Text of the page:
Controlling whitefly in the greenhouse

Greenhouse growers need to be vigilant in scouting for whitefly and be aware that some whitefly populations have been prone to develop insecticide resistance.

Recently, there have been reports from the University of Florida that there are now established populations of insecticide resistant sweet potato whitefly (Bemisia tabaci) in Palm Beach County, Florida. There are two major biotypes (identical genetic “strains”) of whitefly: B and Q. The B biotype of whitefly has been in the United States for over 30 years, while the Q biotype only became a problem in the United States within the last 10 years. The Q biotype is much more resistant to conventional control compared with the B biotype. The Q biotype has been found in cotton fields for many years though, and their presence in the whitefly population has come and gone over the years. A very high level of insecticide use is needed for the Q biotype to become dominant. The B biotype usually outcompetes the Q biotype and it still remains the dominant pest whitefly of greenhouse plants.

As always, greenhouse growers in Florida and other parts of the country should be vigilant when scouting their plant material to monitor whitefly populations. For growers opting to use insecticides to control whitefly, MSU Extension recommends the following insecticides for 2016:

  • Azadarachtin
  • BotaniGuard
  • Distance (not for Q biotype)
  • Endeavor
  • Enstar (not for Q biotype)
  • Judo
  • Kontos
  • Ornazin
  • Orthene 97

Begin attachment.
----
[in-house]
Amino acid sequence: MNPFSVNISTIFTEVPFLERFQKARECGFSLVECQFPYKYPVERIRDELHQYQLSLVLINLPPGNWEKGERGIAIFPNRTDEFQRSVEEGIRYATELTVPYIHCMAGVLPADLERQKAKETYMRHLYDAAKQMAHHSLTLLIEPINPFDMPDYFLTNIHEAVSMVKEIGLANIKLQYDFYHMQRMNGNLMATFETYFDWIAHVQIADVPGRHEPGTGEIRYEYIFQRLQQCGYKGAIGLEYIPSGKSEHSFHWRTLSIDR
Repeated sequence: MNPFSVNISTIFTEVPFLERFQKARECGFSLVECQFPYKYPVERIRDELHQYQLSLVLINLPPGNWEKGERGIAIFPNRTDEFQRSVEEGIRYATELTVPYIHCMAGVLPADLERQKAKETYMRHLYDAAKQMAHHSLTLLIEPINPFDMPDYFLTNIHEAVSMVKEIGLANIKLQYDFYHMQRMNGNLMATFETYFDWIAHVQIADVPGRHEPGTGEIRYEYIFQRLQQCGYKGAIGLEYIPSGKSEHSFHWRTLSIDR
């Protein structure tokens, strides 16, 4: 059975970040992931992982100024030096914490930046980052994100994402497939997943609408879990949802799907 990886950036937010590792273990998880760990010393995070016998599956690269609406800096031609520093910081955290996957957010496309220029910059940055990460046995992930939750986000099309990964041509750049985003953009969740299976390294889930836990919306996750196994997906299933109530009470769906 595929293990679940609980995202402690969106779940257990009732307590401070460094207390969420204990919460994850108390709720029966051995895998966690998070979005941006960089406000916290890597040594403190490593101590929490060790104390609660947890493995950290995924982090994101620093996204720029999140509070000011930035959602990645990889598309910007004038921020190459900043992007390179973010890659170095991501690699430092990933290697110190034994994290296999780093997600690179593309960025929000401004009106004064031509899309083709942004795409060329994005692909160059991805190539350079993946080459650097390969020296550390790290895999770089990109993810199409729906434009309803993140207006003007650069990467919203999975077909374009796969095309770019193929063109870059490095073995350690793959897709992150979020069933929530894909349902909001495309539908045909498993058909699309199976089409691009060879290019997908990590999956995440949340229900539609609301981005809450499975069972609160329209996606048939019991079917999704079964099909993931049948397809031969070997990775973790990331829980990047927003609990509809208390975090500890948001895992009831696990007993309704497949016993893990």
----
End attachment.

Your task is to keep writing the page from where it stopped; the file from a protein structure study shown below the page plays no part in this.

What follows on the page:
• Pedestal
  • Pyriproxyfen
  • Rycar
  • Sanmite
  • Talus (not for Q biotype)
  • Insecticidal soap
  • Horticultural oils
  • Neonicotinoid: imidacloprid

Growers can also use biological control to manage whitefly populations. There are two commercially available parasitoids in the United States: Encarsia formosa and Eretmocerus eremicus. Eretmocerus eremicus will parasitize both sweet potato and greenhouse (Trialeurodes vaporariorum) whiteflies while Encarsia formosa will only parasitize greenhouse whiteflies. For production during these warmer months, Eretmocerus eremicus is more effective at higher temperatures than Encarsia formosa. There are also two commercially available predators that feed on whiteflies: Amblyseius swirskii and Delphastus catalinae. A. swirkii feeds on the eggs and nymphs of whiteflies while D. catalinae feeds on whitefly eggs.

Closeup of a sweet potato whitefly on a leaf. Close up of a greenhouse whitefly on a leaf.

Left: Sweet Potato Whitefly. Photo: Bugwood.org. Right: Greenhouse Whitefly. Photo: Bugwood.org

If greenhouse growers suspect that they might have whiteflies that are resistant to insecticides, they may want to send a sample to an Extension entomologist to be tested. If growers suspect that they may have the Q biotype of whitefly, which has recently made the news, growers should send samples to Dr. Cindy McKenzie a Research Entomologist at the USDA-ARS in Fort Pierce, Florida. Remember that, unfortunately, both the Q and B biotypes of Bemesia whitefly look identical and growers will not be able to tell them apart until they have experienced failure in controlling them with numerous insecticides.

Growers can read more information about whitefly issues in the landscape on the University of Florida’s Bemisia webpage. For more information about how greenhouse growers can help, read the “Letter to Ornamental Growers from the Ad Hoc Whitefly Task Force.”

For more information on the whitefly biological control agents, check out the MSU Extension and Kansas State University Bulletin E-3299, “Commercially Available Biological Control Agents for Common Greenhouse Insect Pests”.

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